counsel's conduct of the case. Defendants point to no omission or
error made by counsel and an examination of the record shows that
he was alert, that he made proper objections with respect to
evidentiary matters which were frequently sustained, and that
he vigorously and capably conducted cross-examination.
Defendant Mingo who had a substantial record of prior
convictions was sentenced to imprisonment for 3 to 7 years and
defendant Sawyer who had one prior conviction was sentenced
to imprisonment for 2 to 5 years. There is no showing of any
matter in mitigation that might have been raised in the trial
court. The defendants were properly defended and the sentences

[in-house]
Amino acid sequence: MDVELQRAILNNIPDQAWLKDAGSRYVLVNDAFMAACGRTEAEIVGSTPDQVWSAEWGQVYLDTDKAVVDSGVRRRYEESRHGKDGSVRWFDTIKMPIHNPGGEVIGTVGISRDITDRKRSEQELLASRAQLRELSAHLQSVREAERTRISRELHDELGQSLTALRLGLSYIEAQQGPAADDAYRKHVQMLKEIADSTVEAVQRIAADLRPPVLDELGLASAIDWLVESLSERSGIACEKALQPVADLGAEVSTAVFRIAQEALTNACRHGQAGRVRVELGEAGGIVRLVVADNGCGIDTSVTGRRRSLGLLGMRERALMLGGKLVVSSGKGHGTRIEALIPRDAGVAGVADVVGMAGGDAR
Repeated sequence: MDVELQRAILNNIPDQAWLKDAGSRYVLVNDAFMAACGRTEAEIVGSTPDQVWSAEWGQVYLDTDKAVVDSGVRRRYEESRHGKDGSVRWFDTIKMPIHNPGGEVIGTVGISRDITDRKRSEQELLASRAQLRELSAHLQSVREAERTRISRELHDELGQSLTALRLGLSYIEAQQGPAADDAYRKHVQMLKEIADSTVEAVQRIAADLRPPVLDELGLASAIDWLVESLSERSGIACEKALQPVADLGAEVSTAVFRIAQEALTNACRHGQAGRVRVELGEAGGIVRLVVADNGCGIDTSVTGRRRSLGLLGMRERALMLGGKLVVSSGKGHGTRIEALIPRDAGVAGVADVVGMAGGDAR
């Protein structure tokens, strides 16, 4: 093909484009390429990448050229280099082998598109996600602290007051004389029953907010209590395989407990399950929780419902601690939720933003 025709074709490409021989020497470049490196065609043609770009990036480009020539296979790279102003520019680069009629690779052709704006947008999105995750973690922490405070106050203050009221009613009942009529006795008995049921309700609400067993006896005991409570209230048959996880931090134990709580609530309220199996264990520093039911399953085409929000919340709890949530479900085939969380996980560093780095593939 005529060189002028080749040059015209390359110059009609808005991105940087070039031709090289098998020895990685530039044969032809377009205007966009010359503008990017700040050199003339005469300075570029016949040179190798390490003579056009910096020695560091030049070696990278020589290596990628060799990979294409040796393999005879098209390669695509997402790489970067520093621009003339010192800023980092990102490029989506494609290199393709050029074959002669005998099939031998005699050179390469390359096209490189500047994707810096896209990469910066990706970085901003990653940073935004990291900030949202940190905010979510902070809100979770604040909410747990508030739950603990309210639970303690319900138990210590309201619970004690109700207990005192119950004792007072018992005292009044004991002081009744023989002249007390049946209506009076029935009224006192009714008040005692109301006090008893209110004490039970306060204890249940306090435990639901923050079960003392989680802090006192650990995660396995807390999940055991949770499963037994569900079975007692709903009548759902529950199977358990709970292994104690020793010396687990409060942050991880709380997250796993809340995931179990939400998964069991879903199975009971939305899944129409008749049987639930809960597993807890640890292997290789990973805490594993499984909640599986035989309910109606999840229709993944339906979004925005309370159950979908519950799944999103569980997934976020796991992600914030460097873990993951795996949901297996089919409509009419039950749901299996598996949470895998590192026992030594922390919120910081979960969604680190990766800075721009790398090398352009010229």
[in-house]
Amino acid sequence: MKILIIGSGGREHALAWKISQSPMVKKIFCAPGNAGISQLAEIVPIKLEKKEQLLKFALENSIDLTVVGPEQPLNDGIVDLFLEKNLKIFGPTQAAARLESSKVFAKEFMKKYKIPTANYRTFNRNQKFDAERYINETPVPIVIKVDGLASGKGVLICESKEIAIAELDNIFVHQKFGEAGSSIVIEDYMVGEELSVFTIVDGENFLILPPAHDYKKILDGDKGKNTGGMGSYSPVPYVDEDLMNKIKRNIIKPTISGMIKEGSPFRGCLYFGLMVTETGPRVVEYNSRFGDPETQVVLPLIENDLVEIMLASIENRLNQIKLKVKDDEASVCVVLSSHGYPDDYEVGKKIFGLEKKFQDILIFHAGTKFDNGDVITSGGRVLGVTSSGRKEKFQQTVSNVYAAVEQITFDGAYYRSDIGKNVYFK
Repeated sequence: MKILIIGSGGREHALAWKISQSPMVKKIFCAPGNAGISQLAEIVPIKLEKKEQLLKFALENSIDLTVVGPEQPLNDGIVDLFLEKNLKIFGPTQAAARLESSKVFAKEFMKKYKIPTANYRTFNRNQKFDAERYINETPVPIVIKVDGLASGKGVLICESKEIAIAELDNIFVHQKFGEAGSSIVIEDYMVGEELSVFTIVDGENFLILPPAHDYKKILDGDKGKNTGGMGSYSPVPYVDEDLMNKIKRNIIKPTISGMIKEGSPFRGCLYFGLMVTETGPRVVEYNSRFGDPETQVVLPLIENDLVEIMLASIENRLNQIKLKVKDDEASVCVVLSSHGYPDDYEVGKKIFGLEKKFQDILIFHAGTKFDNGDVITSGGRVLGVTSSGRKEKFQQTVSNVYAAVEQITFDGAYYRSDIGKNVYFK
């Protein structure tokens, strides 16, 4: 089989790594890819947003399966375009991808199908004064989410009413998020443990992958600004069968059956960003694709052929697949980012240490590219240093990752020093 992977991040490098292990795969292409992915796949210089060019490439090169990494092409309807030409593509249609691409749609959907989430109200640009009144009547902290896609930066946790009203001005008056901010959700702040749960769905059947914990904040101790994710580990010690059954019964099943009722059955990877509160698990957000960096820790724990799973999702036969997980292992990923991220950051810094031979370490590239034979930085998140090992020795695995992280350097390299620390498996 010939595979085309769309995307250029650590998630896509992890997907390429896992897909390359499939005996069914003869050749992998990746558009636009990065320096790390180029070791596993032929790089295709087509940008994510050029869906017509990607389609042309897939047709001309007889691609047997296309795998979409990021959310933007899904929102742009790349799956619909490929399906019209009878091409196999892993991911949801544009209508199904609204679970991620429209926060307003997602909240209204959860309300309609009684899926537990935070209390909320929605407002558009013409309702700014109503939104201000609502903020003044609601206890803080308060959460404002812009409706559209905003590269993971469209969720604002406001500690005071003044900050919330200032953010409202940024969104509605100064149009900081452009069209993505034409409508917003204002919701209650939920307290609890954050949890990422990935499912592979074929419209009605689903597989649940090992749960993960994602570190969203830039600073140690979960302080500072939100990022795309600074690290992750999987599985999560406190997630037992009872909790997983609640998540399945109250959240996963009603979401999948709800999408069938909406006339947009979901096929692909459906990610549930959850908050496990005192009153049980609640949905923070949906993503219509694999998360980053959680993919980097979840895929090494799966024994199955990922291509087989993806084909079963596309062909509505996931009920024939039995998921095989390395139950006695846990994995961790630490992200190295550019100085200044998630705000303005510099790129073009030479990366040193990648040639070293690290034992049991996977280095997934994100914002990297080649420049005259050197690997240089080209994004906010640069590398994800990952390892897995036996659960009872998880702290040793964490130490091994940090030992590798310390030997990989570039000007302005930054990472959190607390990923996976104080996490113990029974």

imposed are reasonable.
What we have said should not be construed as any
reflection on the counsel for the defendants in this court
who with due zeal and ability have performed their duty in this
and other cases that have come before us.
Dempseys P.J., and Sullivan, J., concur.
50622 -^ (^6_2M^^73
MARGARET KAPUT, a/k/a MARGE KAYE, ) APPEAL FROM
Di n^^iff A ^n<=>o ^ CIRCUIT COURT OF
Plaintiff -Appellee, )
) COOK COUNTY.
V. ) (Consolidated appeals)
WALTER KAPUT, a/k/a WALTER KAYE, ) i'f^^bll
MR. JUSTICE LYONS DELIVERED THE OPINION OF THE COURT:
These are consolidated appeals from two orders entered by the
lower court in favor of plaintiff.
On January 6, 1949, plaintiff and defendant separated. One
child was born as a result of the marriage between the parties; namely,
John Kaput, a/k/a John Kaye, who was two years of age at the time of the
separation. Custody, plus a $10.00 a week order for support, was granted
to plaintiff pursuant to a decree of divorce entered October 19, 1949.